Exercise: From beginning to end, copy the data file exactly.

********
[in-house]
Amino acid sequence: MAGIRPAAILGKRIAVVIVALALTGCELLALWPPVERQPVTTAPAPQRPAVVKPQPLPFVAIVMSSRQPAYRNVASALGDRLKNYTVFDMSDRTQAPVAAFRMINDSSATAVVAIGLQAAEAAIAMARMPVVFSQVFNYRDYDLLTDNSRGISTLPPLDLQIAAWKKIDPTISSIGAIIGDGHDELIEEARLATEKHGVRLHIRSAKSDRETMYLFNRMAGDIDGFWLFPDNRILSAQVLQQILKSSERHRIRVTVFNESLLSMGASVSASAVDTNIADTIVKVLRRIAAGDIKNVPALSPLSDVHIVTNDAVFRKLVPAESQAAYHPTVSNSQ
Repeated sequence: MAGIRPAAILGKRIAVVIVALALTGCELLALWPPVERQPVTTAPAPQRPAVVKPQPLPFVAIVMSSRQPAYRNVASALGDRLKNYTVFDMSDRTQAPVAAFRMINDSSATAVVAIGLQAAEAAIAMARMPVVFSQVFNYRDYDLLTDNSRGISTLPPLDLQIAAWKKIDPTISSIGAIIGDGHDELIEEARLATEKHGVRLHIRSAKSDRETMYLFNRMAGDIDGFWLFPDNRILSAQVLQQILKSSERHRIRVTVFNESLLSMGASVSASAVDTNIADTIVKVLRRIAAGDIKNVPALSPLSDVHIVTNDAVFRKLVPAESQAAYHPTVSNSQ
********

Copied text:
[in-house]
Amino acid sequence: MAGIRPAAILGKRIAVVIVALALTGCELLALWPPVERQPVTTAPAPQRPAVVKPQPLPFVAIVMSSRQPAYRNVASALGDRLKNYTVFDMSDRTQAPVAAFRMINDSSATAVVAIGLQAAEAAIAMARMPVVFSQVFNYRDYDLLTDNSRGISTLPPLDLQIAAWKKIDPTISSIGAIIGDGHDELIEEARLATEKHGVRLHIRSAKSDRETMYLFNRMAGDIDGFWLFPDNRILSAQVLQQILKSSERHRIRVTVFNESLLSMGASVSASAVDTNIADTIVKVLRRIAAGDIKNVPALSPLSDVHIVTNDAVFRKLVPAESQAAYHPTVSNSQ
Repeated sequence: MAGIRPAAILGKRIAVVIVALALTGCELLALWPPVERQPVTTAPAPQRPAVVKPQPLPFVAIVMSSRQPAYRNVASALGDRLKNYTVFDMSDRTQAPVAAFRMINDSSATAVVAIGLQAAEAAIAMARMPVVFSQVFNYRDYDLLTDNSRGISTLPPLDLQIAAWKKIDPTISSIGAIIGDGHDELIEEARLATEKHGVRLHIRSAKSDRETMYLFNRMAGDIDGFWLFPDNRILSAQVLQQILKSSERHRIRVTVFNESLLSMGASVSASAVDTNIADTIVKVLRRIAAGDIKNVPALSPLSDVHIVTNDAVFRKLVPAESQAAYHPTVSNSQ